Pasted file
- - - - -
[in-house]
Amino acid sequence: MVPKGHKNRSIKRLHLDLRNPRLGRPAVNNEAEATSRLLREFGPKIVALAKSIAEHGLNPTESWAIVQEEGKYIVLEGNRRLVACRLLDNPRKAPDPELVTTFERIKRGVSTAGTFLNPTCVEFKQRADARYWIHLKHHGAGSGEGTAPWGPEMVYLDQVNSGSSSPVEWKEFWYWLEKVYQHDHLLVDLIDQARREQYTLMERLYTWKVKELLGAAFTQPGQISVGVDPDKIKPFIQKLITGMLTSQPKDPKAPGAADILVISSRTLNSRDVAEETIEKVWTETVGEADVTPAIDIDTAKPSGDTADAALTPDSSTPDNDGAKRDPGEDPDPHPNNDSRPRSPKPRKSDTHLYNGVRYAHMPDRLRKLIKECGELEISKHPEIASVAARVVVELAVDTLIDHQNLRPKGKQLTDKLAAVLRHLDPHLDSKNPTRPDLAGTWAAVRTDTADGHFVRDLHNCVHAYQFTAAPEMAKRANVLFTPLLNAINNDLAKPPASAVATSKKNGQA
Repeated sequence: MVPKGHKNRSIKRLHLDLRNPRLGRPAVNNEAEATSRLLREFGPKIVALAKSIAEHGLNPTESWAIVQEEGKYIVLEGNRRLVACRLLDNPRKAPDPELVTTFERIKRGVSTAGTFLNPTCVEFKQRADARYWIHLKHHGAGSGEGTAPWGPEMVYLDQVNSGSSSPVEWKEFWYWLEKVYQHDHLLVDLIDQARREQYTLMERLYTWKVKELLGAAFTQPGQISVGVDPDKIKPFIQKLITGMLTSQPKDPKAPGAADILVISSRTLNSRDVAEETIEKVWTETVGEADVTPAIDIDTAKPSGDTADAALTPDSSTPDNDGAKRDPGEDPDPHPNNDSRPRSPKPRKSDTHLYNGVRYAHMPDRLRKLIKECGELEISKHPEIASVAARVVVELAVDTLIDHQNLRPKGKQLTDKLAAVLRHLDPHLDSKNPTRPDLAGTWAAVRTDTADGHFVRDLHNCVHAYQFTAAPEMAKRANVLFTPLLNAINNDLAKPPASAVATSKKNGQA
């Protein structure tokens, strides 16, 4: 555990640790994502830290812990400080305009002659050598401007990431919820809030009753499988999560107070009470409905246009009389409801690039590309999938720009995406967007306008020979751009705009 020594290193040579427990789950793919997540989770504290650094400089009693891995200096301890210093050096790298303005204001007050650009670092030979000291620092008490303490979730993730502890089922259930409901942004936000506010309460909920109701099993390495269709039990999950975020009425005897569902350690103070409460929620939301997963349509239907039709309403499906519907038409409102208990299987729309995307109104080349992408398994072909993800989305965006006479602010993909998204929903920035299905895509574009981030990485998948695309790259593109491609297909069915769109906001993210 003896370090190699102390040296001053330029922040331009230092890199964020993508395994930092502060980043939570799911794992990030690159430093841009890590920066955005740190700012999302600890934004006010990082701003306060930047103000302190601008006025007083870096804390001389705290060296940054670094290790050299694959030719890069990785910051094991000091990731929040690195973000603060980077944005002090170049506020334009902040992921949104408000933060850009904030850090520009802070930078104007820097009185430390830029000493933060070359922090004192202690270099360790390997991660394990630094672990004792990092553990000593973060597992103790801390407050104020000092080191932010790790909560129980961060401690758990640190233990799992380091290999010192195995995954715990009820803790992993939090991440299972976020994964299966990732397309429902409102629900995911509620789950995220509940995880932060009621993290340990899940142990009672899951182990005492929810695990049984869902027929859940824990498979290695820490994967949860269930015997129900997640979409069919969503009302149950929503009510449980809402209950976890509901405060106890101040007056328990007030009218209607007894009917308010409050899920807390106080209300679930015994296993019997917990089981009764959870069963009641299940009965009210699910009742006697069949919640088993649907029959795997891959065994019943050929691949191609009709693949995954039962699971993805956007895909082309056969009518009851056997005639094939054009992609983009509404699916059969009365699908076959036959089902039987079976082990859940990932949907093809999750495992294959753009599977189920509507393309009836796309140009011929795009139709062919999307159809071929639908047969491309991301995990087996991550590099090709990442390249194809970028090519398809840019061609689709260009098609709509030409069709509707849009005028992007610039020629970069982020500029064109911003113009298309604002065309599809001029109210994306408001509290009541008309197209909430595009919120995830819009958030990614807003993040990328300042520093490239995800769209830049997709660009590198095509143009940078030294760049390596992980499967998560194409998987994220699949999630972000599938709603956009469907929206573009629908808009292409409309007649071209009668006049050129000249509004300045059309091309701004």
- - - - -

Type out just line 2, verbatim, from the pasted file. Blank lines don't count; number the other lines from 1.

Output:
Amino acid sequence: MVPKGHKNRSIKRLHLDLRNPRLGRPAVNNEAEATSRLLREFGPKIVALAKSIAEHGLNPTESWAIVQEEGKYIVLEGNRRLVACRLLDNPRKAPDPELVTTFERIKRGVSTAGTFLNPTCVEFKQRADARYWIHLKHHGAGSGEGTAPWGPEMVYLDQVNSGSSSPVEWKEFWYWLEKVYQHDHLLVDLIDQARREQYTLMERLYTWKVKELLGAAFTQPGQISVGVDPDKIKPFIQKLITGMLTSQPKDPKAPGAADILVISSRTLNSRDVAEETIEKVWTETVGEADVTPAIDIDTAKPSGDTADAALTPDSSTPDNDGAKRDPGEDPDPHPNNDSRPRSPKPRKSDTHLYNGVRYAHMPDRLRKLIKECGELEISKHPEIASVAARVVVELAVDTLIDHQNLRPKGKQLTDKLAAVLRHLDPHLDSKNPTRPDLAGTWAAVRTDTADGHFVRDLHNCVHAYQFTAAPEMAKRANVLFTPLLNAINNDLAKPPASAVATSKKNGQA